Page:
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A beard is the hair that grows on the chin, upper lip, lower lip, cheeks, and neck of humans and some non-human animals. In humans, usually only pubescent or adult males are able to grow beards. Some women with hirsutism, a hormonal condition of excessive hairiness, may develop a beard.

Throughout the course of history, societal attitudes toward male beards have varied widely depending on factors such as prevailing cultural-religious traditions and the current era's fashion trends. Some religions (such as Islam, Traditional Christianity,[vague] Orthodox Judaism[citation needed] and Sikhism) have considered a full beard to be absolutely essential for all males able to grow one and mandate it as part of their official dogma. Other cultures, even while not officially mandating it, view a beard as central to a man's virility, exemplifying such virtues as wisdom, strength, sexual prowess and high social status. In cultures where facial hair is uncommon (or currently out of fashion), beards may be associated with poor hygiene or an uncivilized, dangerous demeanor. In countries with colder climates, beards help protect the wearer's face from the elements.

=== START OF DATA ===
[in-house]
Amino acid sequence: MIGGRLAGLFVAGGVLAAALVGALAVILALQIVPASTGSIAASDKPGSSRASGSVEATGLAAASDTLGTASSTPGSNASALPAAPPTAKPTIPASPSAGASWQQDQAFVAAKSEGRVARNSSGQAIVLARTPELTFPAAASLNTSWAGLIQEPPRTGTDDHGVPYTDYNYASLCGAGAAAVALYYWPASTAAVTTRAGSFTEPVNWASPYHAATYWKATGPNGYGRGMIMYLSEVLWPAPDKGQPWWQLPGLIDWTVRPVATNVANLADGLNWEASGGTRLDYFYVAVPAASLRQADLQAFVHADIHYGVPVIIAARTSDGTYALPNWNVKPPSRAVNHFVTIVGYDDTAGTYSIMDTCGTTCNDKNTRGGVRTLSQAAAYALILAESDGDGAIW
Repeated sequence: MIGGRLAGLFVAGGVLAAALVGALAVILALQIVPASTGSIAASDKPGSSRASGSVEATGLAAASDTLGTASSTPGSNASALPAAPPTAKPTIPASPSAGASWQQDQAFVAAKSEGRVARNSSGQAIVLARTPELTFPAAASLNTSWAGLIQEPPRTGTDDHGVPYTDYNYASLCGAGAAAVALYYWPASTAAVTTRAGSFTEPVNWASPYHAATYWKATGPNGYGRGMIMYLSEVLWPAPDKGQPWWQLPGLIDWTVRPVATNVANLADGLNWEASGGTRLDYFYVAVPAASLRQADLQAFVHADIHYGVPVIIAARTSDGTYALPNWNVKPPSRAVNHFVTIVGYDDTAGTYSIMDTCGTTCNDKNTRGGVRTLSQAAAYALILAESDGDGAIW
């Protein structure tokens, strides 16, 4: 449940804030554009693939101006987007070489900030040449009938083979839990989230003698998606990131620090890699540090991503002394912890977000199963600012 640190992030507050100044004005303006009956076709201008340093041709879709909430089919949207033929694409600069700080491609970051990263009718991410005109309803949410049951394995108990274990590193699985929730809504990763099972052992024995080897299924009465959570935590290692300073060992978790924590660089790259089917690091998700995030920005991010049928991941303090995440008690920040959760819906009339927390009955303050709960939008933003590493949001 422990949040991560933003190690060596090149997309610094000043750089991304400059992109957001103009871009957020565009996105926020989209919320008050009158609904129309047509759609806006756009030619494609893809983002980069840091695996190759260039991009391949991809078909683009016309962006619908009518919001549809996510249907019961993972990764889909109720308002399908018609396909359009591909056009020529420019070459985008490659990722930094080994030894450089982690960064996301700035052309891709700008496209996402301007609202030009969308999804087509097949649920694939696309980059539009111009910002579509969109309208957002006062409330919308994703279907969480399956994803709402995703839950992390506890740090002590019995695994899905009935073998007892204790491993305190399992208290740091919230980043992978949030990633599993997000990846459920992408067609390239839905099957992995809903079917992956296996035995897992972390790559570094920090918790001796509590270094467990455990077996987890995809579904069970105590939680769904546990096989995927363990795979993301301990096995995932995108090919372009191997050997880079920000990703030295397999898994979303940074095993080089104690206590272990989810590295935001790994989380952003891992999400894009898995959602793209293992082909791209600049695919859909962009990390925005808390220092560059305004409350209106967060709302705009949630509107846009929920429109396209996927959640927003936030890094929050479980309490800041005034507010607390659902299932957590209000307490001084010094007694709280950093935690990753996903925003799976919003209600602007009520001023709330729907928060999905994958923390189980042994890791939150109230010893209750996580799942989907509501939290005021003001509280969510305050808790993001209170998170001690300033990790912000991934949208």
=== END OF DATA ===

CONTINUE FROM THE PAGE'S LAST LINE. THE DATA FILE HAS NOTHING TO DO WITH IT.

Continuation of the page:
Guru Gobind Singh, the tenth Sikh Guru, commanded the Sikhs to maintain unshorn hair, recognizing it as a necessary adornment of the body by Almighty God as well as a mandatory Article of Faith. Sikhs consider the beard to be part of the nobility and dignity of their manhood. Sikhs also refrain from cutting their hair and beards out of respect for the God-given form. Kesh, uncut hair, is on

Guru Gobind Singh, the tenth Sikh Guru, commanded the Sikhs to maintain unshorn hair, recognizing it as a necessary adornment of the body by Almighty God as well as a mandatory Article of Faith. Sikhs consider the beard to be part of the nobility and dignity of their manhood. Sikhs also refrain from cutting their hair and beards out of respect for the God-given form. Kesh, uncut hair, is one of the Five Ks, five compulsory articles of faith for a baptized Sikh. As such, a Sikh man is easily identified by his turban and uncut hair and beard.

Male Rastafarians wear beards in conformity with injunctions given in the Bible, such as Leviticus 21:5, which reads "They shall not make any baldness on their heads, nor shave off the edges of their beards, nor make any cuts in their flesh." The beard is a symbol of the covenant between God (Jah or Jehovah in Rastafari usage) and his people.

The "Philosopher's beard"